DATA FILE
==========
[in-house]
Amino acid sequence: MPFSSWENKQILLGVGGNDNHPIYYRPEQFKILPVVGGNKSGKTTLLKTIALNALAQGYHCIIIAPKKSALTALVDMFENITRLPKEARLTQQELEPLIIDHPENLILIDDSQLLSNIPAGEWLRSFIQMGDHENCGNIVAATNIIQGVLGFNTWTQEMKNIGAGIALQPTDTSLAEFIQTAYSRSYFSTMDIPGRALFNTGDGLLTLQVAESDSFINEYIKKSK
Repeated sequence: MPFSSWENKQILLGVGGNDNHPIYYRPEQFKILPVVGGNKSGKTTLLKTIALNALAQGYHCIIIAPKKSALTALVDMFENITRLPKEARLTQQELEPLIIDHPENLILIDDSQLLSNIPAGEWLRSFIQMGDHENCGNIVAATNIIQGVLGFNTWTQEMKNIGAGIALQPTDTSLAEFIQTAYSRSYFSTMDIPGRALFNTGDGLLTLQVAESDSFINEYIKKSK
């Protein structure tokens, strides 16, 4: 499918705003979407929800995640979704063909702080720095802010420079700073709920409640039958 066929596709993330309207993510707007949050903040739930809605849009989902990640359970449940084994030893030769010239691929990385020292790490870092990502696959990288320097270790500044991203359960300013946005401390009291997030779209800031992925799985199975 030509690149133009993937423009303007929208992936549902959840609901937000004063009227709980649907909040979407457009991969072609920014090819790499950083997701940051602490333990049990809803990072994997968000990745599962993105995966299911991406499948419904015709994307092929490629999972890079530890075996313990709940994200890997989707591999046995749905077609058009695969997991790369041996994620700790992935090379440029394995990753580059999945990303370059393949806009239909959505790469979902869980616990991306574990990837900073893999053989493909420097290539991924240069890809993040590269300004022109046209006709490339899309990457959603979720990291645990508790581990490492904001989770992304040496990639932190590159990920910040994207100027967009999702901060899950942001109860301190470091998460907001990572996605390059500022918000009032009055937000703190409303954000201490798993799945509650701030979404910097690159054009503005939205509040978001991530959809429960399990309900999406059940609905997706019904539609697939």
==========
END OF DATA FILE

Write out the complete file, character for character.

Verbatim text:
[in-house]
Amino acid sequence: MPFSSWENKQILLGVGGNDNHPIYYRPEQFKILPVVGGNKSGKTTLLKTIALNALAQGYHCIIIAPKKSALTALVDMFENITRLPKEARLTQQELEPLIIDHPENLILIDDSQLLSNIPAGEWLRSFIQMGDHENCGNIVAATNIIQGVLGFNTWTQEMKNIGAGIALQPTDTSLAEFIQTAYSRSYFSTMDIPGRALFNTGDGLLTLQVAESDSFINEYIKKSK
Repeated sequence: MPFSSWENKQILLGVGGNDNHPIYYRPEQFKILPVVGGNKSGKTTLLKTIALNALAQGYHCIIIAPKKSALTALVDMFENITRLPKEARLTQQELEPLIIDHPENLILIDDSQLLSNIPAGEWLRSFIQMGDHENCGNIVAATNIIQGVLGFNTWTQEMKNIGAGIALQPTDTSLAEFIQTAYSRSYFSTMDIPGRALFNTGDGLLTLQVAESDSFINEYIKKSK
């Protein structure tokens, strides 16, 4: 499918705003979407929800995640979704063909702080720095802010420079700073709920409640039958 066929596709993330309207993510707007949050903040739930809605849009989902990640359970449940084994030893030769010239691929990385020292790490870092990502696959990288320097270790500044991203359960300013946005401390009291997030779209800031992925799985199975 030509690149133009993937423009303007929208992936549902959840609901937000004063009227709980649907909040979407457009991969072609920014090819790499950083997701940051602490333990049990809803990072994997968000990745599962993105995966299911991406499948419904015709994307092929490629999972890079530890075996313990709940994200890997989707591999046995749905077609058009695969997991790369041996994620700790992935090379440029394995990753580059999945990303370059393949806009239909959505790469979902869980616990991306574990990837900073893999053989493909420097290539991924240069890809993040590269300004022109046209006709490339899309990457959603979720990291645990508790581990490492904001989770992304040496990639932190590159990920910040994207100027967009999702901060899950942001109860301190470091998460907001990572996605390059500022918000009032009055937000703190409303954000201490798993799945509650701030979404910097690159054009503005939205509040978001991530959809429960399990309900999406059940609905997706019904539609697939």